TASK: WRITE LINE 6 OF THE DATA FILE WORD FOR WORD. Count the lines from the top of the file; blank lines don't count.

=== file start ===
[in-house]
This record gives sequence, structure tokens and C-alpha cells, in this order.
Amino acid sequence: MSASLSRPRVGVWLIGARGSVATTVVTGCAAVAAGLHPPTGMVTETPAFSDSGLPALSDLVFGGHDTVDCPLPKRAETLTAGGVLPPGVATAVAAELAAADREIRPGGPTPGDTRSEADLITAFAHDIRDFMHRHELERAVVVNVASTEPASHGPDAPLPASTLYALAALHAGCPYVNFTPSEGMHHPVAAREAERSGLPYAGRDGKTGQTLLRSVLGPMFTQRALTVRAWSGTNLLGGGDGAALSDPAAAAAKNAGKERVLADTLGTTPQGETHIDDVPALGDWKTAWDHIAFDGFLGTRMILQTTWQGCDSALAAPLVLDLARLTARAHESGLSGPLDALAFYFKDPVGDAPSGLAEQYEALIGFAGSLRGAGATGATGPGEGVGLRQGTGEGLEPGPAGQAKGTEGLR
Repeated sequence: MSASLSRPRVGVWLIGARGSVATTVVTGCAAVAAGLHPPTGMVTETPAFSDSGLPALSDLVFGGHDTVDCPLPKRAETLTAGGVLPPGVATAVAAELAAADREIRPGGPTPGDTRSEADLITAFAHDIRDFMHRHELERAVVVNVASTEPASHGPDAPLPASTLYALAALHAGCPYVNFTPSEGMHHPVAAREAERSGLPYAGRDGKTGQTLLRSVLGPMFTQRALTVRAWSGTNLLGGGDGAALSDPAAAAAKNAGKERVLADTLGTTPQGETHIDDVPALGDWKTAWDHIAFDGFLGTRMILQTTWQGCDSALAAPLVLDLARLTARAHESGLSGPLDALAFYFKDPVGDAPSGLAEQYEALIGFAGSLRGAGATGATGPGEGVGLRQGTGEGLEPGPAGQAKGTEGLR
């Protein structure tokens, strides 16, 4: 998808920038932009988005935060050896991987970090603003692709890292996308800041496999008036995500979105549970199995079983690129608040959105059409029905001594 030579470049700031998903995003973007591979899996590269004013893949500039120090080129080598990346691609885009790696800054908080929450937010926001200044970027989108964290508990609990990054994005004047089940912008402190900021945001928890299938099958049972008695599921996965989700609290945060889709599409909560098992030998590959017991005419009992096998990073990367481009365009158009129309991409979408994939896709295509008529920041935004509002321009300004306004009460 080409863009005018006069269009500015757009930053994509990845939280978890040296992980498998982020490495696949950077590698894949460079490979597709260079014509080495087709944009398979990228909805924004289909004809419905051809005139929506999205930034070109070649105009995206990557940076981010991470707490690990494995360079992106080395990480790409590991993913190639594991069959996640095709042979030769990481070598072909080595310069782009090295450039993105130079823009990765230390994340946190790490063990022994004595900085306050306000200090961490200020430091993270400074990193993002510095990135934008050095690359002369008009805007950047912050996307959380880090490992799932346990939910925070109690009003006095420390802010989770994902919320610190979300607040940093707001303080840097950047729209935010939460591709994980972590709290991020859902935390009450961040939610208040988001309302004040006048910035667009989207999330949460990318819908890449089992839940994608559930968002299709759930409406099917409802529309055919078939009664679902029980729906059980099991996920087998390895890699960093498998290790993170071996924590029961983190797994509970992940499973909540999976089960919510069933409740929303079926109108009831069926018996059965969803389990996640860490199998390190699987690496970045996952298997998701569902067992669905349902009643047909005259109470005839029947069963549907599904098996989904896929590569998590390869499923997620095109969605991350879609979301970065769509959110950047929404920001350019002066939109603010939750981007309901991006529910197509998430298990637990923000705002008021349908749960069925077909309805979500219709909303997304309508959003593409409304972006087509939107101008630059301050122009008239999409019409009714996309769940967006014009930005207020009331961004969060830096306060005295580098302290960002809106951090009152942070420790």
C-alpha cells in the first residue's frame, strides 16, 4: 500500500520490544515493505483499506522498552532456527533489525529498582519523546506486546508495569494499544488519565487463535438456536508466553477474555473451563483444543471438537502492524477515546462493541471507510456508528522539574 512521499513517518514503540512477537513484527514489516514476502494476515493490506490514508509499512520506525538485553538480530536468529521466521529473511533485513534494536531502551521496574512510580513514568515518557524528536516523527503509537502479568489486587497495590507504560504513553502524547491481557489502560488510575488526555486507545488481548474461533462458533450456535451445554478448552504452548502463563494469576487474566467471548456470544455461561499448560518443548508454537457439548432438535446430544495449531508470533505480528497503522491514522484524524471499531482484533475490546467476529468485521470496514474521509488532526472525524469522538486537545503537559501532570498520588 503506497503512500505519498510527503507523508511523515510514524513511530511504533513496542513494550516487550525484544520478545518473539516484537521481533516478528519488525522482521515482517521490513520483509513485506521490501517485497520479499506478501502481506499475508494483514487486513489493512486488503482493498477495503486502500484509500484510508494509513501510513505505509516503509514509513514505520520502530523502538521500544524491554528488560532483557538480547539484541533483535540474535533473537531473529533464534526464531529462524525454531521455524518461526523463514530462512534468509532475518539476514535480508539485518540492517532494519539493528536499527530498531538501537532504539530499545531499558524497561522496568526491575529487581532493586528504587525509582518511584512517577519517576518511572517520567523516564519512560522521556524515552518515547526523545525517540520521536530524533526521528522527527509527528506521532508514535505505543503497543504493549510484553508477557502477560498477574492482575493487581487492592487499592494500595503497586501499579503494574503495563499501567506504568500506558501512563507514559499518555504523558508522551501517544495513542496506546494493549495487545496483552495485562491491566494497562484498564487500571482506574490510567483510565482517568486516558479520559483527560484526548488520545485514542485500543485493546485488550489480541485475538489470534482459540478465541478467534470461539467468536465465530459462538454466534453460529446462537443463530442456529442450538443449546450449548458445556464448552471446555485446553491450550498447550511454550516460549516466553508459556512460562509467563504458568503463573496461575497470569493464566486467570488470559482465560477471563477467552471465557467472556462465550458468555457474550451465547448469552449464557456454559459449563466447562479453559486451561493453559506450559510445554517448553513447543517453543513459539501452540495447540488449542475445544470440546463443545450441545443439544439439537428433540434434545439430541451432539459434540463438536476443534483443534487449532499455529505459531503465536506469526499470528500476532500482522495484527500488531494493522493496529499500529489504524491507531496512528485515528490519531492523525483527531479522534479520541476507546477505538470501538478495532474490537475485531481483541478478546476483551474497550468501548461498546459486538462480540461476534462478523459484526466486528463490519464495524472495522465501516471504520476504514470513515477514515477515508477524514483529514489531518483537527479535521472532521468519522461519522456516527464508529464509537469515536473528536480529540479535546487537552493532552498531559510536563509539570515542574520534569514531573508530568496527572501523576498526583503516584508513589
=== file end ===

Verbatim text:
C-alpha cells in the first residue's frame, strides 16, 4: 500500500520490544515493505483499506522498552532456527533489525529498582519523546506486546508495569494499544488519565487463535438456536508466553477474555473451563483444543471438537502492524477515546462493541471507510456508528522539574 512521499513517518514503540512477537513484527514489516514476502494476515493490506490514508509499512520506525538485553538480530536468529521466521529473511533485513534494536531502551521496574512510580513514568515518557524528536516523527503509537502479568489486587497495590507504560504513553502524547491481557489502560488510575488526555486507545488481548474461533462458533450456535451445554478448552504452548502463563494469576487474566467471548456470544455461561499448560518443548508454537457439548432438535446430544495449531508470533505480528497503522491514522484524524471499531482484533475490546467476529468485521470496514474521509488532526472525524469522538486537545503537559501532570498520588 503506497503512500505519498510527503507523508511523515510514524513511530511504533513496542513494550516487550525484544520478545518473539516484537521481533516478528519488525522482521515482517521490513520483509513485506521490501517485497520479499506478501502481506499475508494483514487486513489493512486488503482493498477495503486502500484509500484510508494509513501510513505505509516503509514509513514505520520502530523502538521500544524491554528488560532483557538480547539484541533483535540474535533473537531473529533464534526464531529462524525454531521455524518461526523463514530462512534468509532475518539476514535480508539485518540492517532494519539493528536499527530498531538501537532504539530499545531499558524497561522496568526491575529487581532493586528504587525509582518511584512517577519517576518511572517520567523516564519512560522521556524515552518515547526523545525517540520521536530524533526521528522527527509527528506521532508514535505505543503497543504493549510484553508477557502477560498477574492482575493487581487492592487499592494500595503497586501499579503494574503495563499501567506504568500506558501512563507514559499518555504523558508522551501517544495513542496506546494493549495487545496483552495485562491491566494497562484498564487500571482506574490510567483510565482517568486516558479520559483527560484526548488520545485514542485500543485493546485488550489480541485475538489470534482459540478465541478467534470461539467468536465465530459462538454466534453460529446462537443463530442456529442450538443449546450449548458445556464448552471446555485446553491450550498447550511454550516460549516466553508459556512460562509467563504458568503463573496461575497470569493464566486467570488470559482465560477471563477467552471465557467472556462465550458468555457474550451465547448469552449464557456454559459449563466447562479453559486451561493453559506450559510445554517448553513447543517453543513459539501452540495447540488449542475445544470440546463443545450441545443439544439439537428433540434434545439430541451432539459434540463438536476443534483443534487449532499455529505459531503465536506469526499470528500476532500482522495484527500488531494493522493496529499500529489504524491507531496512528485515528490519531492523525483527531479522534479520541476507546477505538470501538478495532474490537475485531481483541478478546476483551474497550468501548461498546459486538462480540461476534462478523459484526466486528463490519464495524472495522465501516471504520476504514470513515477514515477515508477524514483529514489531518483537527479535521472532521468519522461519522456516527464508529464509537469515536473528536480529540479535546487537552493532552498531559510536563509539570515542574520534569514531573508530568496527572501523576498526583503516584508513589